Officials in the Ural region of Russia have released a list of books which are to be banned and removed from local schools and colleges.

Works by two well-known British military historians are included on the list because they allegedly promote Nazi propaganda. John Keegan and his pupil Anthony Beevor both wrote about the Soviet invasion of Berlin in 1945 and the mass rape of German women by Russian soldiers, writes Alexey Eremenko for NBC News.

"Nazi Propaganda" Books Banned In Russia

Banned books will be disposed of by authorities

News website E1.ru reports that local authorities have declared that the books “promote stereotypes formed during the Third Reich.” No details were provided as to how authorities would dispose of the books, and the regional education authorities could not be reached.

Book burnings by pro-Kremlin activists have been reported several times in the past few years. Russian President Vladimir Putin has also banned imports of food from the West, in retaliation to U.S. and EU sanctions imposed due to Russia’s role in the Ukraine crisis. He ordered that smuggled food be incinerated last week.

The books were published in Russia by George Soros’ Open Society Foundations, which was recently blacklisted by Russian authorities. Soros’ foundation was one victim of a government crackdown on foreign non-governmental organizations which promote democracy.

Foreign NGOs victim of Russian government crackdown

Hungarian-born American tycoon Soros has overseen the work of the foundation, which has spent over $1 billion in Russia since 1993, according to Kommersant business daily. The money was largely used to support Russian education and academia.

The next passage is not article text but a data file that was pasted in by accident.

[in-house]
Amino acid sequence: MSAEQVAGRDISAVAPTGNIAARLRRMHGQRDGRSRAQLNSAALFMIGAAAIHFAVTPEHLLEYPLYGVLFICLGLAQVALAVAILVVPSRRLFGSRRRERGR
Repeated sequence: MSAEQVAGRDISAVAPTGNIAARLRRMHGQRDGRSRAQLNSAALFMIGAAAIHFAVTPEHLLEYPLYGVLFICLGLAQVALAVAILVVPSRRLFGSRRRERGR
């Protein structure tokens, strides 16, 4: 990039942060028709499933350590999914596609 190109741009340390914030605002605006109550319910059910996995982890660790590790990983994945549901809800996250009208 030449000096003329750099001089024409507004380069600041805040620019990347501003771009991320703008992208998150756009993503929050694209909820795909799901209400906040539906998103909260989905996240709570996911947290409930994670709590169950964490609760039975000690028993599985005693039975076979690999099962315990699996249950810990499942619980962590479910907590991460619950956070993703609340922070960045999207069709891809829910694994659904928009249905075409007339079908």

Another NGO, the National Endowment for Democracy, was declared “undesirable” by Russian authorities last week. Pro-Western organizations are coming under increasing scrutiny as Russia rides a wave of patriotism stoked by Putin.

President Putin uses his control of state media to promote an image of the U.S. and its allies as corrupting influences on Russian culture, which must be protected at all costs. Relations between Russia and the West have deteriorated badly since Moscow annexed the Crimea in 2014.

Putin writes new law on foreign organizations

A law introduced in May governs the activities of “unwelcome” organizations and aims to control their activities in Russia. Activists are dissuaded from working with such organizations due to a system of fines, and possible jail terms, which could be imposed.

Pro-democracy and anti-Kremlin organizations are both facing a tough climate in Russia. Media companies are another example, and Google, Twitter and Facebook have been told that they could be shut down if they do not comply with government orders.

Authorities have asked the media companies to provide the names of bloggers that receive over 3,000 hits per day. It appears that the scheme is part of an effort to prevent mass protests by controlling the flow of information.

So-called “color revolutions,” or uprisings caused by mass protests, are of increasing concern in Russia. Plans were recently announced for a series of compulsory courses for college students, which would school them in ways of preventing color revolutions from occurring in Russia.

The Military Academy of General Staff also announced plans for an investigation into methods of preventing mass protests directed by foreign actors. Recent protests in former Soviet states appear to have spooked the Kremlin, and authorities are doing their utmost to prevent a similar event occurring in Russia.